Erik Trump's teaching interests include “Art and Politics,” “American Political Thought,” and “American Popular Culture.” With his colleague, Jesse Donahue, he has written three books about the politics of American zoos, the most recent of which examines zoos during the Great Depression. His current research focuses on the politics of popular culture, and on natural disaster policy. With a former student, he is writing a book about the politics of architecture in post-apocalypse movies. To support student writing, he has worked for the Writing Center and currently advises the department's student journal The Sovereign. In association with the university's Center for Excellence in Teaching and Learning, he also directs the New Faculty Summer Institute, a program for new faculty that emphasizes the centrality of effective and innovative teaching at SVSU. In 2016 Professor Trump won the university's Landee Teaching Award, and in 2007 the Innovative Writing in Teaching Award. He has reviewed National Endowment for the Arts theatre grants, served on the awards committee for the Journal of Popular Culture, and been a member of the university's Professional Practices Committee.
PS 118 Introduction to Political Science (fall and winter)
PS 320 Art and Politics (fall, even numbered years)
PS 321 Politics, Literature, and Film (fall, odd numbered years)
PS 334 American Political Thought (winter, odd numbered years)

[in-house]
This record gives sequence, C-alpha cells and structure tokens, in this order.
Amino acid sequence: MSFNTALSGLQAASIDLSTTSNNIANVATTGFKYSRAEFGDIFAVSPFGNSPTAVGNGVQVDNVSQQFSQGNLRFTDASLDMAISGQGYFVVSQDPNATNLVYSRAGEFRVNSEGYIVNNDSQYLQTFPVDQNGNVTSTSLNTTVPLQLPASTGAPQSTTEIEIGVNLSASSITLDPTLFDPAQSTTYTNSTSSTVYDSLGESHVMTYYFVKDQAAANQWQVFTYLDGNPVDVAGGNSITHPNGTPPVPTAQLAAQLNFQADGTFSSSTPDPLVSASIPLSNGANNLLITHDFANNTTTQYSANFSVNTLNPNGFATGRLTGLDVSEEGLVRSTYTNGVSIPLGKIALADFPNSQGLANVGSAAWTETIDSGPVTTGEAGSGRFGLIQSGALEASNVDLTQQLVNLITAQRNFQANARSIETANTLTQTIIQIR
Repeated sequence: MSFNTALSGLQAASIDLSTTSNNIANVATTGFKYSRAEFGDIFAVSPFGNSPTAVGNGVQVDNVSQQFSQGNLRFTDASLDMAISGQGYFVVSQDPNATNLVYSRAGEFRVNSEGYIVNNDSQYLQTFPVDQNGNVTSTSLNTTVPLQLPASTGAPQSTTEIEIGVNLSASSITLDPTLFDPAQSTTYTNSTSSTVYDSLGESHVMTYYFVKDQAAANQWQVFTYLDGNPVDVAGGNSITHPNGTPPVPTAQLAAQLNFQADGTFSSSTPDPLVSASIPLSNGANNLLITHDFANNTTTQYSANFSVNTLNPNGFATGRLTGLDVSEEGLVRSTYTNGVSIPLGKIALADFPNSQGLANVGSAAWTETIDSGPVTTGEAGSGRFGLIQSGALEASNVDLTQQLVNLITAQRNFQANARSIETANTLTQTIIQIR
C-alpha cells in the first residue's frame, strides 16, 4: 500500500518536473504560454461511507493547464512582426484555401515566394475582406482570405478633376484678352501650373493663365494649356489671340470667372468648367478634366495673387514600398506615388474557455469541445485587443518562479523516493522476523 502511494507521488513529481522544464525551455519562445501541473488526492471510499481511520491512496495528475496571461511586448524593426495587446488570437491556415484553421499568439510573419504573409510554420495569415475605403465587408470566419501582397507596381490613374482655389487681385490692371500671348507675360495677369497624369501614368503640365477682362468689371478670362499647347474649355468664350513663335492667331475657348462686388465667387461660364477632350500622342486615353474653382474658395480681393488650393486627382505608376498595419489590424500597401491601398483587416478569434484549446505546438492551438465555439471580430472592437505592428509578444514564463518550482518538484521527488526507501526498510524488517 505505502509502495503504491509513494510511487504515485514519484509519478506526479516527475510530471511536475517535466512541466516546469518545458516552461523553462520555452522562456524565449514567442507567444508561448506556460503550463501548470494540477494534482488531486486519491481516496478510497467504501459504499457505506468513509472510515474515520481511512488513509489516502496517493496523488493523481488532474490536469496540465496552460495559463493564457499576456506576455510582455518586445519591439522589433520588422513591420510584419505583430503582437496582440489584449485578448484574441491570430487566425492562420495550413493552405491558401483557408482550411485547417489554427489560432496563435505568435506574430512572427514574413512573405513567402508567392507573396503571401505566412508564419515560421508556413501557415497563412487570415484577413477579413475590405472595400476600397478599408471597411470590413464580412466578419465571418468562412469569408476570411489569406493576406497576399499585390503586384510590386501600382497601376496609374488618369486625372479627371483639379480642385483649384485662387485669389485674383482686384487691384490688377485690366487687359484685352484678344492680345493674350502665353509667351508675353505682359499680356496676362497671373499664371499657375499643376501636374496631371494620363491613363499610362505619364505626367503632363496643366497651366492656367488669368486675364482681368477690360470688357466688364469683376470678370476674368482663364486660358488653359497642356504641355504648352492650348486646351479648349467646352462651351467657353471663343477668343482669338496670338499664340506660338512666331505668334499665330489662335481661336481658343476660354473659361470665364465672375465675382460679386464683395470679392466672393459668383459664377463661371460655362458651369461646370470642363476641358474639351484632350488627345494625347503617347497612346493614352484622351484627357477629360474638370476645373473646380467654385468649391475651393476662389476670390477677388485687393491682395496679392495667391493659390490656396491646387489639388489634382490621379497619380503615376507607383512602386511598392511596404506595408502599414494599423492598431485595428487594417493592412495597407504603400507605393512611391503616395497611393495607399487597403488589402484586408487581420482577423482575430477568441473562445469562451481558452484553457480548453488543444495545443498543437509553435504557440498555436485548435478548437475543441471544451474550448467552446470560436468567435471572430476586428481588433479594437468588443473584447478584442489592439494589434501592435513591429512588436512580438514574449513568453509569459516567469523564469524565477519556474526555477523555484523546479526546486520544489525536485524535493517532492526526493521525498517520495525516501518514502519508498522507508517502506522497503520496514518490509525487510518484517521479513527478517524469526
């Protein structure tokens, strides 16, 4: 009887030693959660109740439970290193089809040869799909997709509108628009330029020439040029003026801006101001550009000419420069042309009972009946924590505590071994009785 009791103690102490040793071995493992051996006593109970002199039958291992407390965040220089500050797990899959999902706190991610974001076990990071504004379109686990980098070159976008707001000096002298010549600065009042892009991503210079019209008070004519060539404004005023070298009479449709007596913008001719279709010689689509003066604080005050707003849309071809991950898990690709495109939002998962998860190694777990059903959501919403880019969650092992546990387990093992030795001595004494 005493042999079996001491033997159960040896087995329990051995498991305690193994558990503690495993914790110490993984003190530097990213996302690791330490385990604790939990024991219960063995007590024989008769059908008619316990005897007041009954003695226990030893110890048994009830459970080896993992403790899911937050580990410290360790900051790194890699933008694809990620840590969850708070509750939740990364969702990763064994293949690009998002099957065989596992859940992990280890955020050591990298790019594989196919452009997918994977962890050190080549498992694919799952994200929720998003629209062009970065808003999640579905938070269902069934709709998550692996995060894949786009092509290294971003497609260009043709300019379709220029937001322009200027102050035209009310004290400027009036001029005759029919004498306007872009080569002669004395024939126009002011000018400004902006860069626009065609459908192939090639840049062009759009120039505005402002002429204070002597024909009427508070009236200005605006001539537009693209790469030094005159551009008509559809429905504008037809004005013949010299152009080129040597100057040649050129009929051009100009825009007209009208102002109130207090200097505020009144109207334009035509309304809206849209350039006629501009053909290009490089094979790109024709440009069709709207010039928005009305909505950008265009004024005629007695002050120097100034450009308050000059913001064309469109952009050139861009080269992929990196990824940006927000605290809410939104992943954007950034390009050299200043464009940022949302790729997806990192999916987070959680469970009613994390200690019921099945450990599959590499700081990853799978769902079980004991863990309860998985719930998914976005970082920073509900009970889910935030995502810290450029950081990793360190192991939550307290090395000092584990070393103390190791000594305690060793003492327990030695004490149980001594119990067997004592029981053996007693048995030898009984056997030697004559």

PS 339 Political Ideologies (winter, even numbered years)
PS 112 Writing and Politics
PS 123 The American Political System
PS 325 Native American Politics
PS 345 Public Policy Making
“Appropriating the Zombie Apocalypse: The Politics of Disaster,” chapter in edited volume, Eco Culture:Disaster, Narrative, Discourse (Lexington Books, 2018).
American Zoos in the Great Depression (McFarland, 2010). Co-authored with Jesse Donahue.
Political Animals: Public Art in American Zoos and Aquariums (Lanham, MD: Lexington Books, 2007). Co-authored with Jesse Donahue.
The Politics of Zoos: Exotic Animals and Their Protectors (DeKalb, IL: Northern Illinois University Press, 2006). Co-authored with Jesse Donahue.
“The American Animal,” in Lee Trepanier, ed., Democracy, Pluralism, and Utah (Southern Utah University Press, 2007). Co-authored with Jesse Donahue.
"'The idea of help': White Women Reformers and the Commercialization of Native American Women's Arts," in Selling the Indian: Commercializing and Appropriating American Indian Cultures. Eds. Diana Royer and Carter Jones. (Tucson: University of Arizona Press, 2001).
"'The Laying Aside of a Shield': Ethnographic Power Struggles in Oliver La Farge's Indian Fiction." American Indian Quarterly 22:3 (Summer 1998): 326-42.
“Primitive Woman--Domestic(ated) Woman: The Image of the Primitive Woman at the 1893 World’s Columbian Exposition.” Women’s Studies: An Interdisciplinary Journal 27 (1998): 215-258.
Peer-Reviewed Conference Presentations
“The Aesthetics of Sterility: Modernist Architecture in Disaster Films,” Popular Culture Association Annual Conference, 2 June 2021 (virtual).
“Architecture for Survival: From Nuclear Apocalypse to Climate Change,” Popular Culture Association Annual Conference, 19 April 2019, Washington, DC.
“Architecture and the Apocalypse: Class, Power, and Authority in The Walking Dead,” Popular Culture Association Annual Conference, 29 March 2018, Indianapolis, IN.
“Disaster Management Leadership Lessons from The Walking Dead,” Popular Culture Assocation/American Culture Association Annual Conference, Seattle, 25 March 2016.